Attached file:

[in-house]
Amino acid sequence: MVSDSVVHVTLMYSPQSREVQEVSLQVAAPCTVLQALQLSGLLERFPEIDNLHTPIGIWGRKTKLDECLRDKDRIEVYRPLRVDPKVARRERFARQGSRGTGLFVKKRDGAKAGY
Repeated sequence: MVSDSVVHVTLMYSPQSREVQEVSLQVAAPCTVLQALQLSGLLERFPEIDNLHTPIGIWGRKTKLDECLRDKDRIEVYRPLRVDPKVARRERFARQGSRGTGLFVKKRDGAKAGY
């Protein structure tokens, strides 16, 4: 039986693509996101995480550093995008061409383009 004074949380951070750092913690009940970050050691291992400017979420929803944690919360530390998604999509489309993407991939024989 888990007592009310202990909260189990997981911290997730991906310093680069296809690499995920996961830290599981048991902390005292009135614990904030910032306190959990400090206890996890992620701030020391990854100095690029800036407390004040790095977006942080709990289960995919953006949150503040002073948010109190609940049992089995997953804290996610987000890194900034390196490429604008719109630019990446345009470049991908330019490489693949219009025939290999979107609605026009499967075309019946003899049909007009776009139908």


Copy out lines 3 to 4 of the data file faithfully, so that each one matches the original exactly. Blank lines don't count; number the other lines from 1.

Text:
Repeated sequence: MVSDSVVHVTLMYSPQSREVQEVSLQVAAPCTVLQALQLSGLLERFPEIDNLHTPIGIWGRKTKLDECLRDKDRIEVYRPLRVDPKVARRERFARQGSRGTGLFVKKRDGAKAGY
């Protein structure tokens, strides 16, 4: 039986693509996101995480550093995008061409383009 004074949380951070750092913690009940970050050691291992400017979420929803944690919360530390998604999509489309993407991939024989 888990007592009310202990909260189990997981911290997730991906310093680069296809690499995920996961830290599981048991902390005292009135614990904030910032306190959990400090206890996890992620701030020391990854100095690029800036407390004040790095977006942080709990289960995919953006949150503040002073948010109190609940049992089995997953804290996610987000890194900034390196490429604008719109630019990446345009470049991908330019490489693949219009025939290999979107609605026009499967075309019946003899049909007009776009139908």